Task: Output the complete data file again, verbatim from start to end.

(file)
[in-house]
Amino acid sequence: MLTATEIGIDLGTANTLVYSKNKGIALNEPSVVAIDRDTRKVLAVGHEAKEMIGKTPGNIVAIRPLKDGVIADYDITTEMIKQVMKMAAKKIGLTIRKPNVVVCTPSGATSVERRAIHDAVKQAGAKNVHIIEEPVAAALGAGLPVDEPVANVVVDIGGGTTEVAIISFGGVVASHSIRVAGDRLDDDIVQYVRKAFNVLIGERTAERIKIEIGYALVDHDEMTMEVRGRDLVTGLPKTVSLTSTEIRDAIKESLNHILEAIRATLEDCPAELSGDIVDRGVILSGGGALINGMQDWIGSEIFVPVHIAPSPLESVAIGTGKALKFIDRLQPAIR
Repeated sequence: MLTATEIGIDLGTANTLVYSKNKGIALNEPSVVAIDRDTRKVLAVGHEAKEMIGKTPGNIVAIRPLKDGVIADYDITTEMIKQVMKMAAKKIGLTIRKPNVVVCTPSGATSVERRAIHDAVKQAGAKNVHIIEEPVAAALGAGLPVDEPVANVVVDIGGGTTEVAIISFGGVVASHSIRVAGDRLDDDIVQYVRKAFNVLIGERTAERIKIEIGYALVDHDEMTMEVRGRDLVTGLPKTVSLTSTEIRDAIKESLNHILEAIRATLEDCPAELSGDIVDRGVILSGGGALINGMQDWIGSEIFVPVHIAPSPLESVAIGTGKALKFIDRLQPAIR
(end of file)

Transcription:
[in-house]
Amino acid sequence: MLTATEIGIDLGTANTLVYSKNKGIALNEPSVVAIDRDTRKVLAVGHEAKEMIGKTPGNIVAIRPLKDGVIADYDITTEMIKQVMKMAAKKIGLTIRKPNVVVCTPSGATSVERRAIHDAVKQAGAKNVHIIEEPVAAALGAGLPVDEPVANVVVDIGGGTTEVAIISFGGVVASHSIRVAGDRLDDDIVQYVRKAFNVLIGERTAERIKIEIGYALVDHDEMTMEVRGRDLVTGLPKTVSLTSTEIRDAIKESLNHILEAIRATLEDCPAELSGDIVDRGVILSGGGALINGMQDWIGSEIFVPVHIAPSPLESVAIGTGKALKFIDRLQPAIR
Repeated sequence: MLTATEIGIDLGTANTLVYSKNKGIALNEPSVVAIDRDTRKVLAVGHEAKEMIGKTPGNIVAIRPLKDGVIADYDITTEMIKQVMKMAAKKIGLTIRKPNVVVCTPSGATSVERRAIHDAVKQAGAKNVHIIEEPVAAALGAGLPVDEPVANVVVDIGGGTTEVAIISFGGVVASHSIRVAGDRLDDDIVQYVRKAFNVLIGERTAERIKIEIGYALVDHDEMTMEVRGRDLVTGLPKTVSLTSTEIRDAIKESLNHILEAIRATLEDCPAELSGDIVDRGVILSGGGALINGMQDWIGSEIFVPVHIAPSPLESVAIGTGKALKFIDRLQPAIR